Did someone forget to tell Phoenix Suns point guard Goran Dragic that the All-Star selection process is over?
The surprise breakout performer of the NBA's surprise playoff contender looks like he's still fighting for his spot in the midseason classic—or working double-time to show how bad his omission really was.
A second-round pick in 2008, no one bothered setting a bar for Dragic or his team this season. A full-time starter for only the second time in his six-year career, he was responsible for picking up the pieces from last season's 25-win nightmare and holding the fort until the franchise had time for a proper rebuild.
Maybe that explains why we missed all of those shattered expectations as Dragic and new backcourt mate Eric Bledsoe helped Phoenix explode out of the gate. Or how we slept on Dragic's balancing act, refusing to lose control of the ship when Bledsoe went under the knife in early January.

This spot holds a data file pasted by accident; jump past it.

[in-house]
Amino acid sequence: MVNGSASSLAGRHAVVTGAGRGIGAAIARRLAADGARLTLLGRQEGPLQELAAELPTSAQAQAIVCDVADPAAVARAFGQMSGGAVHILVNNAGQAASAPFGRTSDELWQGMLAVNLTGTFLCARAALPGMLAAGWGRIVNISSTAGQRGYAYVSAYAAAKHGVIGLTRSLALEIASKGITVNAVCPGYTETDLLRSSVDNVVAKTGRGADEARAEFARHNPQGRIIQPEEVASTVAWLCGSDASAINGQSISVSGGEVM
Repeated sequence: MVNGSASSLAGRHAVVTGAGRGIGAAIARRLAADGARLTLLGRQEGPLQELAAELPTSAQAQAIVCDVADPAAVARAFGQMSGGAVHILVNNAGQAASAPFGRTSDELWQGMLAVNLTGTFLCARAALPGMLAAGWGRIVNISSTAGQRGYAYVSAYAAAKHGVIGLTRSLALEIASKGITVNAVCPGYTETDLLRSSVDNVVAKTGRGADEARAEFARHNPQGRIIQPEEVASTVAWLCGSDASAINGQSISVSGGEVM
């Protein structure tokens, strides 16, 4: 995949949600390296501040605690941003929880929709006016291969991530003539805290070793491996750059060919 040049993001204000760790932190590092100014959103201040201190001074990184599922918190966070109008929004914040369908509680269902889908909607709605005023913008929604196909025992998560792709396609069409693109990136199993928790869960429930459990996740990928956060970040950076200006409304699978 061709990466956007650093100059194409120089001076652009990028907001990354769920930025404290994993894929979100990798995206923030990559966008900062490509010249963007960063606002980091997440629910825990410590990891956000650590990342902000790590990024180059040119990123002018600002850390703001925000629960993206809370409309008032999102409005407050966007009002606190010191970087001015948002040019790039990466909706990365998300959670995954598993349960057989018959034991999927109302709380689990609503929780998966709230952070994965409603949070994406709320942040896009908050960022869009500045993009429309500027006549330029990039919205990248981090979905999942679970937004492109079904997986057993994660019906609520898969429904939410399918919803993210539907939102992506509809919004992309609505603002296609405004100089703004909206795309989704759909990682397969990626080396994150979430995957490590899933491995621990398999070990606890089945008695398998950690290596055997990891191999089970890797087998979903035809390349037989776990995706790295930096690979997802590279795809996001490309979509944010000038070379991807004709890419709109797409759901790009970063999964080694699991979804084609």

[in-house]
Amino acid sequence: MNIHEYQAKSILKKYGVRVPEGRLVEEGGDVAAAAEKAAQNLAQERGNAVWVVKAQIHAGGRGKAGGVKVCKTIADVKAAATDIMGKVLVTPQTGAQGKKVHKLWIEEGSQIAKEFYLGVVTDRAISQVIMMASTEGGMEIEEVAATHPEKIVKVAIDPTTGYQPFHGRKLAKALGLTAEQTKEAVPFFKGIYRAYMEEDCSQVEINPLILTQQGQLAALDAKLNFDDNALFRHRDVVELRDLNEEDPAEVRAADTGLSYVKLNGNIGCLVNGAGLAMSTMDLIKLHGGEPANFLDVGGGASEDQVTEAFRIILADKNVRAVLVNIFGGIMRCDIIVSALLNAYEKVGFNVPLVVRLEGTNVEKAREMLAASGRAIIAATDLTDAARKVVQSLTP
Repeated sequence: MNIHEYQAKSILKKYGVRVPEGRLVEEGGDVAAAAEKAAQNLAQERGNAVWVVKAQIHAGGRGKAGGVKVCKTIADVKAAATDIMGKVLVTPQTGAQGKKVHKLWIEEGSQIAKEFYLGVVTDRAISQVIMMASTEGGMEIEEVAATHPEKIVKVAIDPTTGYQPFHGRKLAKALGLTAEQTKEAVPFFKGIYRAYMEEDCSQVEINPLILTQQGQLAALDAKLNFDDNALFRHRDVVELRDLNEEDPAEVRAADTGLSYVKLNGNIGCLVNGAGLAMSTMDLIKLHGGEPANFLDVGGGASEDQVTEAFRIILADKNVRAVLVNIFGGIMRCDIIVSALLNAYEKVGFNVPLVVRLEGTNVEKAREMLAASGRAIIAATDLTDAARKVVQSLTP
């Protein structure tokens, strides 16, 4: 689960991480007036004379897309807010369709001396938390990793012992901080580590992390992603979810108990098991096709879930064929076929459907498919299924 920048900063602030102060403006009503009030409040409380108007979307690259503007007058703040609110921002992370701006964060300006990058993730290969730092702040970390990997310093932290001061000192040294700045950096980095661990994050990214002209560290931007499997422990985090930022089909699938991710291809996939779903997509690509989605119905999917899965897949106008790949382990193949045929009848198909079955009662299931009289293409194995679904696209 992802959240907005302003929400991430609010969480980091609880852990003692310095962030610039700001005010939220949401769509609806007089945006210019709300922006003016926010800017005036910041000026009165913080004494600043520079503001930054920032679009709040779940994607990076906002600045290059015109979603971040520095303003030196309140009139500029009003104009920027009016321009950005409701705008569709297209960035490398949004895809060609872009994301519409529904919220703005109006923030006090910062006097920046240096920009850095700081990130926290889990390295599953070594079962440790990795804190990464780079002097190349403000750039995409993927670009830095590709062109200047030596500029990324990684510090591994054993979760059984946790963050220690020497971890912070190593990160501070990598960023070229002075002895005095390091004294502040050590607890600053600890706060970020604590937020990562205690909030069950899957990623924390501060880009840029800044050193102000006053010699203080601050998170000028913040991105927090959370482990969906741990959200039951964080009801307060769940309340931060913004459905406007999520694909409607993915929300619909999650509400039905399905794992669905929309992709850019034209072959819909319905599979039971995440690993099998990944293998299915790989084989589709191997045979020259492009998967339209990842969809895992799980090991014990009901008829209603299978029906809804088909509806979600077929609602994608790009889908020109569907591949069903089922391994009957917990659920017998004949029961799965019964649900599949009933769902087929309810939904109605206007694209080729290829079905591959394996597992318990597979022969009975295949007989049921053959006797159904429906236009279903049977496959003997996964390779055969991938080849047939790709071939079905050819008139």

Well, Dragic isn't letting us sleep any longer.
Waking Up the Basketball World
By all accounts, Friday seemed like it would be a night off for the 27-year-old.
He skipped morning shootaround, was officially listed as a game-time decision and stressed the "need to be 100 percent to play," which he admitted he wasn't, via Craig Grialou of ArizonaSports.com.
A high-volume contributor throughout this season, Dragic is now raising the decibels to a level impossible to ignore. His 40-point outburst set a new personal best, something he's done three times over his last eight outings:
.@Goran_Dragic set a new career-high in PTS 3 times in Feb. 34pts (76.9% FG) on Feb.8 35pts (70.0% FG) on Feb.23 40pts (66.7% FG) on Feb.28— NBA.com/Stats (@nbastats) March 1, 2014
He has upped the ante since losing Bledsoe, but he was turning heads before "mini-LeBron" even went down.
Dragic brought career averages of 9.5 points and 4.2 assists into this season and then promptly averaged 18.0 and 7.2, respectively, through the end of November. Each month he's taken on a little more of the offense, actually increasing his efficiency at the same time.
If the shooting marks seem a bit jarring, that's because they are.
Finding Exclusive Company
A combination of volume and efficiency like Dragic's is only seen among the true elites.